This is a strange one. We’ve been on a quest recently to find places to walk the dog where she can go off-leash without freaking out tiny children and their parents or running into traffic. But if there’s a place where Montgomery residents go to frolic with their off-leash dogs, we haven’t found it yet. We’d love to hear from others who have places they recommend – we miss going to the abandoned golf course next to the University of Alabama’s Arboretum in Tuscaloosa. There seem to be some good places to hike around here, but they’re a ways off – hardly just a quick Saturday exercise trip for us & the dog.
After some searching on the Internet, we found this webpage with information about the Prattville Wilderness Park, and headed up the 65. First thing: the directions on this site are circuitous and intended for those coming south on 65. There is a much easier way to get there, but we didn’t know that since this was the only information we had about the place. Better directions are here. It’s very close to the Daniel Pratt Historic District of Prattvillle, a destination we left for another trip.
The park was the first wilderness park designated within the limits of an American city. It doesn’t have a name. It’s just “Wilderness Park.” Evidently in the 1940s a packet of seeds arrived in the mail to a gentleman living in Autauga County (Mr. Butler, the last owner of the land before it was bought by a service club called the Spinners Club, which subsequently sold the park to the city of Prattville). These seeds were for an exotic plant called bamboo, seldom seen in the American South. Decades later, there is a full-on bamboo forest in this 26-or-more acre park. It really is unusual and unexpected.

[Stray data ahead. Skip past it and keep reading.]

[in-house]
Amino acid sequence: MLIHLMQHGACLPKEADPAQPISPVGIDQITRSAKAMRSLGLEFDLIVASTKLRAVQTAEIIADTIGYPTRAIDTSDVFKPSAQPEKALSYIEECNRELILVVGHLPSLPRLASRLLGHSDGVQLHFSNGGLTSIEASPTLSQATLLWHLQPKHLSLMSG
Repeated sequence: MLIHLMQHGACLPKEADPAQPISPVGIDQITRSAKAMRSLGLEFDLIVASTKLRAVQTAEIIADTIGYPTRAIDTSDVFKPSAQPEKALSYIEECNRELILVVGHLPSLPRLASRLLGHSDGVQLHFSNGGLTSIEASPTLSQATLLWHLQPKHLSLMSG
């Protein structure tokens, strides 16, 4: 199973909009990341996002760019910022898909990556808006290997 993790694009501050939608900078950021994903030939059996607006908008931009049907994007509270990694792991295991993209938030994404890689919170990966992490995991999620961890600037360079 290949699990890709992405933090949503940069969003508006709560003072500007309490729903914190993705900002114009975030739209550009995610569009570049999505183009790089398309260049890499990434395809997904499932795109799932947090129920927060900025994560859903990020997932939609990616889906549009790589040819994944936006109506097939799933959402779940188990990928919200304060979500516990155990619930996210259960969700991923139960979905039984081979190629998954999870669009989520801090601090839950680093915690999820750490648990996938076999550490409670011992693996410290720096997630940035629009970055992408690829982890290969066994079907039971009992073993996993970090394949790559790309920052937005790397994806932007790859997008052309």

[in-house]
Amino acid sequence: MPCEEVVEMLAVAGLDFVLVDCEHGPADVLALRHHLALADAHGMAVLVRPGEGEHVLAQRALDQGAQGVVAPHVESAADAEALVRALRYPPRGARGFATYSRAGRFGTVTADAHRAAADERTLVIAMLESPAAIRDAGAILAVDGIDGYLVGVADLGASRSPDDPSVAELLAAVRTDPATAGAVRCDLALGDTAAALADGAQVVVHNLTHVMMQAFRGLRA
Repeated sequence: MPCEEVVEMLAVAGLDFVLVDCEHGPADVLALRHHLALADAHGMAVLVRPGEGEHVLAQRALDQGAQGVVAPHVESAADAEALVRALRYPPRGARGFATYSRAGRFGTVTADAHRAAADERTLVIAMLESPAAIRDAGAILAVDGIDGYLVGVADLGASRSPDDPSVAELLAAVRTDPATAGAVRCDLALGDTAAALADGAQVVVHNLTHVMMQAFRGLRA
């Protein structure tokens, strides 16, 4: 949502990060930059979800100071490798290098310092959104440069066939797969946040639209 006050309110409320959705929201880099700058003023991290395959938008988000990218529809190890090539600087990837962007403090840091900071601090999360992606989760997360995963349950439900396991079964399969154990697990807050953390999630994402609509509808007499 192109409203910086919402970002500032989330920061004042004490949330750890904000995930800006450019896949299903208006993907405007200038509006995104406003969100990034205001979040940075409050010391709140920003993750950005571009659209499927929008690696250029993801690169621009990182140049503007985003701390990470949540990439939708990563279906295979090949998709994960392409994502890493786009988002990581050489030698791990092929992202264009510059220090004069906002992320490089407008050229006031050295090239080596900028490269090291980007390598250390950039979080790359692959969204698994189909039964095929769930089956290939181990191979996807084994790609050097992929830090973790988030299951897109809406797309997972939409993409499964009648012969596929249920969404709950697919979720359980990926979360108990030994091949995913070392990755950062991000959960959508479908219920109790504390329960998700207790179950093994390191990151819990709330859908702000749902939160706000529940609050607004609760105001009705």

There’s a small sign on the road, and a dirt parking lot with a picnic table at the entrance. We didn’t see any other cars or people when we were there on a Saturday. The trail in gives no sense of what’s to come – could be any other park. But then, when you make a turn, there is bamboo. Lots of it. And it’s HUGE, and REALLY tall. The light filters through the stuff in a sort of magical way.
Too bad the trail’s so short. It’s really short. You can go around twice (as we did), but that’s about it. Our dog seemed to really enjoy the park as a place to run around, but it’s not really worth the drive to Prattville for a dog exercise trip. It is worth the drive to go see this thing, which is less wilderness park than giant terrarium, a testament to someone’s long-ago curiosity about exotic plants and the city’s subsequent embrace of its eccentricities.